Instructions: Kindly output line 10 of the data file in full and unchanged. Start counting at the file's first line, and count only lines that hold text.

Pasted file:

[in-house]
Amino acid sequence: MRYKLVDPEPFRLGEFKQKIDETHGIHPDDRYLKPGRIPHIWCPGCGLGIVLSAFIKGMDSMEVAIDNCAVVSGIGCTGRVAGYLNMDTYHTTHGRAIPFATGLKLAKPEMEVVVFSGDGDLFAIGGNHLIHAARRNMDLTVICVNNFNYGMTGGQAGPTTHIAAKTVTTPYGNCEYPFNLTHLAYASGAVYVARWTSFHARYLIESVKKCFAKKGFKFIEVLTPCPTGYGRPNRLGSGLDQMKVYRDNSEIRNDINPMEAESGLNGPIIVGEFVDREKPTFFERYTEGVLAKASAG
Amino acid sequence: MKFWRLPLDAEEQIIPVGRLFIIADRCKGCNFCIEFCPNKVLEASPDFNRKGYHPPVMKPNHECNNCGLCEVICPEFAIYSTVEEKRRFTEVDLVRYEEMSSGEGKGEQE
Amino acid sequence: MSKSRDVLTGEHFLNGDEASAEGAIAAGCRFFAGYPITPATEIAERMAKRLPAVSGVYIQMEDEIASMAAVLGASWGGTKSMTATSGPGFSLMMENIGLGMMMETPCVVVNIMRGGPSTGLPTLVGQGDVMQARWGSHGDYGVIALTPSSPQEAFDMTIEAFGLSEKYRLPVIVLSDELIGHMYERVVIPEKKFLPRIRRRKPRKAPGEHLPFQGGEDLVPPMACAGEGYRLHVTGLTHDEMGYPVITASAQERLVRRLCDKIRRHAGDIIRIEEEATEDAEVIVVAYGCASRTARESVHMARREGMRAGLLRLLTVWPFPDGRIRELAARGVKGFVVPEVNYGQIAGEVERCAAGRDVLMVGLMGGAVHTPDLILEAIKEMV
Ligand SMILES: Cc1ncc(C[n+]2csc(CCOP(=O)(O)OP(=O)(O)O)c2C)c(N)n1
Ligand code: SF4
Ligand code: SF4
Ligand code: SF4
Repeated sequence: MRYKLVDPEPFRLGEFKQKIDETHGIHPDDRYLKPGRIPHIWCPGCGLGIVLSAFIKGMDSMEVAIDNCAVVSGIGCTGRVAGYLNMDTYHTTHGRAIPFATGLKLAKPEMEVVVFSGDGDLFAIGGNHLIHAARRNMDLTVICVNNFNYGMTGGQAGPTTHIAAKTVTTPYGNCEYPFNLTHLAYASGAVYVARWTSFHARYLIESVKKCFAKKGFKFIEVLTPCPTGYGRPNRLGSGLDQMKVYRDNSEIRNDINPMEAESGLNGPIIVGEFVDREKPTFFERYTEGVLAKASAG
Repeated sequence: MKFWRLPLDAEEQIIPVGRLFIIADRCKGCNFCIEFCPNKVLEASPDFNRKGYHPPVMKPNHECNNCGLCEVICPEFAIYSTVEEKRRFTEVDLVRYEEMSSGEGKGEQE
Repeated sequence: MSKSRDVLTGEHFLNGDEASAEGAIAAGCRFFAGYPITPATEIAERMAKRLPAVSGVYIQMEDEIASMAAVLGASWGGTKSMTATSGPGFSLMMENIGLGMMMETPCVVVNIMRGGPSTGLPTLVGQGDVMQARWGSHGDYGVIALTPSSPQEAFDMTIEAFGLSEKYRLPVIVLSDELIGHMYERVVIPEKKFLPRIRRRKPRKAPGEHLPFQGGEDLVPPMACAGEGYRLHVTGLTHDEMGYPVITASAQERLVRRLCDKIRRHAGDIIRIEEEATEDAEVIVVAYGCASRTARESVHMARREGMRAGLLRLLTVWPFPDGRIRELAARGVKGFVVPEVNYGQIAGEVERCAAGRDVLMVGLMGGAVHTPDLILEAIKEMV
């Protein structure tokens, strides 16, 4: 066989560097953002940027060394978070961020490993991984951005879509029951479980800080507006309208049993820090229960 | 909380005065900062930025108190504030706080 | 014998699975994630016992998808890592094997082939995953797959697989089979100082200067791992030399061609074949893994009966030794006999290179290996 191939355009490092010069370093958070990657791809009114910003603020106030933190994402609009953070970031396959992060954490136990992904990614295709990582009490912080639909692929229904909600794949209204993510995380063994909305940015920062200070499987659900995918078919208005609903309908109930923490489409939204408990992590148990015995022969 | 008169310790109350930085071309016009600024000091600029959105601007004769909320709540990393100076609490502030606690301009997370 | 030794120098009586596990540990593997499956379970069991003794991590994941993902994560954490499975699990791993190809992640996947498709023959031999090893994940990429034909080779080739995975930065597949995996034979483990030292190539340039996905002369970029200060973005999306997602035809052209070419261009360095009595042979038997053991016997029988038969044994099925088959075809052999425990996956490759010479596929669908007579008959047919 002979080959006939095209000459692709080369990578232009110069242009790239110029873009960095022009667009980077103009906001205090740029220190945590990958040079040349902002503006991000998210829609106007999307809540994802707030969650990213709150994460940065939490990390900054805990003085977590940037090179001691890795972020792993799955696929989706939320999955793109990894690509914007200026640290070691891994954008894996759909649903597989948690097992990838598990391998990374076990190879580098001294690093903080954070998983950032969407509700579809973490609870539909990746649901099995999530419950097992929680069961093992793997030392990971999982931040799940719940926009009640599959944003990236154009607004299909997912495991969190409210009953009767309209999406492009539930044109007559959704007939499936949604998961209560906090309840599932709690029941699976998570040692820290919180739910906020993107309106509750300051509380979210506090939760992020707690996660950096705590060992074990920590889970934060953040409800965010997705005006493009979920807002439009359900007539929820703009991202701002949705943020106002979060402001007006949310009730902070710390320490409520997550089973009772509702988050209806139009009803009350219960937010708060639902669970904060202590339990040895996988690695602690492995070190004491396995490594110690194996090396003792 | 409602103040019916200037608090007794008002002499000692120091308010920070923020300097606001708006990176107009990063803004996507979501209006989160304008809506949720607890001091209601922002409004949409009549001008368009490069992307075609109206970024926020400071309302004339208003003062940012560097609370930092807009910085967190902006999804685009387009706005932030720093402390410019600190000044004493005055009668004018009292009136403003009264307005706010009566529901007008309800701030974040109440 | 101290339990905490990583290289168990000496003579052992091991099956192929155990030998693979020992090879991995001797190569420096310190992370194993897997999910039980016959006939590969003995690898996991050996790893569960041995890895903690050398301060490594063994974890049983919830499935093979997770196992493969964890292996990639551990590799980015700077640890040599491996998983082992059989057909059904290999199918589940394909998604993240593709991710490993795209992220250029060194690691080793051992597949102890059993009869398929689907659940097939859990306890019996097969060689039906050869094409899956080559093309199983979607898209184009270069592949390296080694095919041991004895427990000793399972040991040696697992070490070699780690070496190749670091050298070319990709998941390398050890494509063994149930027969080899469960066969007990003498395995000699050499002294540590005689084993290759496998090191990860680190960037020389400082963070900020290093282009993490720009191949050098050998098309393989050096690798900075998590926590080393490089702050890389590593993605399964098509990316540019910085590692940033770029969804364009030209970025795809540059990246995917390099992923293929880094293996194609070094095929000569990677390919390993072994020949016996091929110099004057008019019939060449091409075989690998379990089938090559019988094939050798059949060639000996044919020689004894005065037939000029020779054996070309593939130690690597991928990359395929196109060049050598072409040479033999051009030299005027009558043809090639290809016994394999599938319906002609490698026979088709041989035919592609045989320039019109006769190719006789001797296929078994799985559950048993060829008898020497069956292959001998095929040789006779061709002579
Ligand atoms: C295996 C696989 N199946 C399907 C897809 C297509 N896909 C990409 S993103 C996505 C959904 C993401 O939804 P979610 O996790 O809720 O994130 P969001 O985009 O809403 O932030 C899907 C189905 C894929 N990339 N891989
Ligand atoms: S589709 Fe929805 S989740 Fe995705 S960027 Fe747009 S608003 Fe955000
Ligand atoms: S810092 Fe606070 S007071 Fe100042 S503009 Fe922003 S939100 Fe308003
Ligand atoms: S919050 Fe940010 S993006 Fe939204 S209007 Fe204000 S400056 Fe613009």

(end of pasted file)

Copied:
Repeated sequence: MKFWRLPLDAEEQIIPVGRLFIIADRCKGCNFCIEFCPNKVLEASPDFNRKGYHPPVMKPNHECNNCGLCEVICPEFAIYSTVEEKRRFTEVDLVRYEEMSSGEGKGEQE